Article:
In my previous post I wrote of Paul taken by the Jews from the Temple, wherein they believed he had taken gentiles in order to pollute their Holy Place. They would have killed him, but the chief captain of the Roman guard at the Antonia sent a centurion with his men to take Paul by force (Acts 21:28-32).
The Roman captain allowed Paul to speak to the Jews and at first he was able to make a defense before the multitude, until he witnessed to them that the Lord, Jesus, sent him to the gentiles (Acts 22:21-22). When he told the Jews of this, the Romans again had to rescue him, and the captain would have beaten him to tell why the Jews wanted to kill him, but after he found out Paul was a Roman citizen he decided to tell the high priest to call the full Sanhedrin together the next day to examine Paul (Acts 22:24-30). However, when Paul began to testify before the Jewish court and recognizing both that the high priest was against him and that the court was divided among Pharisees and Sadducees (the party of the high priest), he announced he was a Pharisee, himself, and brought into question over his belief in the resurrection. This divided the court—the one part wanting to kill him, but the other wanting to save him, and again the chief captain of the Antonia had to send men among the Jewish crowd to rescue Paul, for he feared the two parties would have pulled him apart (Acts 23:1-10).
Later Paul found out through his nephew that among the high priest’s servants there were violent men who had put themselves under an oath not to eat until they had killed Paul. The plan was for the high priest to persuade the chief captain to permit them to hear Paul once again to clear up a certain matter, whereupon the men would fall upon Paul and kill him. Josephus tells us that the high priests in Jerusalem often used violent men of the scarii to carry out some of their wicked plans. An example of this would be the probable reason for the collection of the saints that Paul brought with him to Jerusalem. The high priests were using the scarii to steal the tithes that rightfully belonged to the priests who served the Temple, many of whom believed in Jesus (JOSEPHUS; Antiquities of the Jews, book 20, chapter 8, paragraph 8 & chapter 9, paragraph 2–compare with Acts 21:18-20 and Acts 6:7).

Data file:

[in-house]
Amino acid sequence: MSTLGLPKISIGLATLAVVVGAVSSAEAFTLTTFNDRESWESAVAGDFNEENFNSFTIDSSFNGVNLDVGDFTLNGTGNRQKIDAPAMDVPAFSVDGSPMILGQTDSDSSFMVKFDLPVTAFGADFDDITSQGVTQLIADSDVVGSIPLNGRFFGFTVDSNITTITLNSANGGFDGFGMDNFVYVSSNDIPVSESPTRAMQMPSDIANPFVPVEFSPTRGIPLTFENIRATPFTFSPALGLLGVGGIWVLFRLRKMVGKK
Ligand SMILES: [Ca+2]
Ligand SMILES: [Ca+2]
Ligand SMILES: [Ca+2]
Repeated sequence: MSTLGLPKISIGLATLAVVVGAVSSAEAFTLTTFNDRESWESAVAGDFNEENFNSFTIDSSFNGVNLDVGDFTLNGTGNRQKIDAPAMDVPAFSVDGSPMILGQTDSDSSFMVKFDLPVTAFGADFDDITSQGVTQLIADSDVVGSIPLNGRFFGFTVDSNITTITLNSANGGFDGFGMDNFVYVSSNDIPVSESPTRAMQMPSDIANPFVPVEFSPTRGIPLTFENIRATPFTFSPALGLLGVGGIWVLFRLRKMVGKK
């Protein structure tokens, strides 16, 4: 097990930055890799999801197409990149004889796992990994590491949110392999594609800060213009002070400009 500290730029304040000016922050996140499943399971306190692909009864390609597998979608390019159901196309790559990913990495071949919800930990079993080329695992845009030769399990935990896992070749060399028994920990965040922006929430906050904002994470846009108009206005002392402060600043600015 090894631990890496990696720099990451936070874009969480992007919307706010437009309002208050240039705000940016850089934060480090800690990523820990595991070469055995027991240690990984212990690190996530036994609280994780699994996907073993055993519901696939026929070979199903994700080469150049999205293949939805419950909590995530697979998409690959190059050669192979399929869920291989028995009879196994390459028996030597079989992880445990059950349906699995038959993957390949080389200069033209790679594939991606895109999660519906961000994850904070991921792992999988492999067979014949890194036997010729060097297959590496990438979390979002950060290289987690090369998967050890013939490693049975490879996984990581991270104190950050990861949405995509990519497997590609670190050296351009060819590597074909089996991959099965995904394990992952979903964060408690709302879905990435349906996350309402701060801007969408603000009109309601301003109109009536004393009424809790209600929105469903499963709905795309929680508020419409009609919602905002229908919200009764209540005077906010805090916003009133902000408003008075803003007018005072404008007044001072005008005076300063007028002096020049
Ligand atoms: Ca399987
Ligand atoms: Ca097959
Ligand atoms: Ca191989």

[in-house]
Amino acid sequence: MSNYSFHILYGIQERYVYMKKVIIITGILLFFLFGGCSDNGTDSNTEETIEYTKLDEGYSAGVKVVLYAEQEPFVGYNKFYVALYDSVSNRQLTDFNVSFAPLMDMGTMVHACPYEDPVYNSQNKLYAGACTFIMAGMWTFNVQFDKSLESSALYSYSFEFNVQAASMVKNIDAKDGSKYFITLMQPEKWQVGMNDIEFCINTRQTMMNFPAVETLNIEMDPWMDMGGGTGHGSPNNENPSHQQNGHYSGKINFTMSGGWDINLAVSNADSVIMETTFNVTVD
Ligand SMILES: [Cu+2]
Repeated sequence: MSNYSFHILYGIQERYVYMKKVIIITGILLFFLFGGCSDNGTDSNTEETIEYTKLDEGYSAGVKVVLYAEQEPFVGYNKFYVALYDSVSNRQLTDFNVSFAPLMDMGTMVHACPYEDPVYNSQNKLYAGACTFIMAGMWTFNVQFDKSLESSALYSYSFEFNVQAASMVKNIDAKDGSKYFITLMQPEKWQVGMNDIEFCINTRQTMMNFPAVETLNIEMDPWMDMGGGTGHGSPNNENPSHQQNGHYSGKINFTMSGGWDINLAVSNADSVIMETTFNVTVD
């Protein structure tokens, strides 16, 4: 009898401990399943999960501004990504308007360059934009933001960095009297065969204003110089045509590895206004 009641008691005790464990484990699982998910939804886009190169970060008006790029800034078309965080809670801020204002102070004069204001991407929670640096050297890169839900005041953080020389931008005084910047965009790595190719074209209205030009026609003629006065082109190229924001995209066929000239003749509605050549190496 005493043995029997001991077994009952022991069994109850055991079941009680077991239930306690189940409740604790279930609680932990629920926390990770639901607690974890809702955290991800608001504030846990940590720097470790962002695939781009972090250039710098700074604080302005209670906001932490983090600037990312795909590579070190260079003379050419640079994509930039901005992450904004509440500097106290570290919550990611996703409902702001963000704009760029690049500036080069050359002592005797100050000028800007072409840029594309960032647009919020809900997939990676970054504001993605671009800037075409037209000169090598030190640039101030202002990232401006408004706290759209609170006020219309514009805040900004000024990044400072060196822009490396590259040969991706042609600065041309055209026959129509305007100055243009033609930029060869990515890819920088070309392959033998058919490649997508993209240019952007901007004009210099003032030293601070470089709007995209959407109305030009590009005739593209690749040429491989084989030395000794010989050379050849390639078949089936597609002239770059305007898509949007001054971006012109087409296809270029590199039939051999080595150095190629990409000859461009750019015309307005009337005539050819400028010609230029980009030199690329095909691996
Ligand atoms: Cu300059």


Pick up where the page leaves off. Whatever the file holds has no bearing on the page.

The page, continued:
Long-story-short, Paul’s nephew was sent to the chief captain to alert him (Acts 23:20-21), who had Paul safely removed from the Antonia during the night, after mid-night (Acts 23:23). Paul was taken by horseback to Caesarea to the Roman governor, Felix. After Felix read the letter from the chief captain at the Antonia in Jerusalem, he told Paul he would hear his case after his accusers arrived (Acts 23:33-35).
These final chapters of Acts move rather quickly, but Paul received a vision from the Lord, to comfort him. I imagine Paul thought about this vision quite often, while he was held in prison and was able to draw courage from the Lord’s words. Jesus told him in vision that Paul need not fear, but he must preach the Gospel in Rome. Knowing this, Paul could conclude that no matter what occurred over his trial before Felix or no matter how long his captivity, when the dust settled, Paul would be permitted to preach the Gospel in Rome (Acts 23:11).
It is the little things like this that we must not forget. In the midst of our trouble, if we have a good word from the Lord, it will carry us through to the other side, and we shall be able to comfort others who are in similar troubles with the same comfort, by which we have been comforted of God (2Corinthians 1:4). May the Lord quicken these things to our hearts!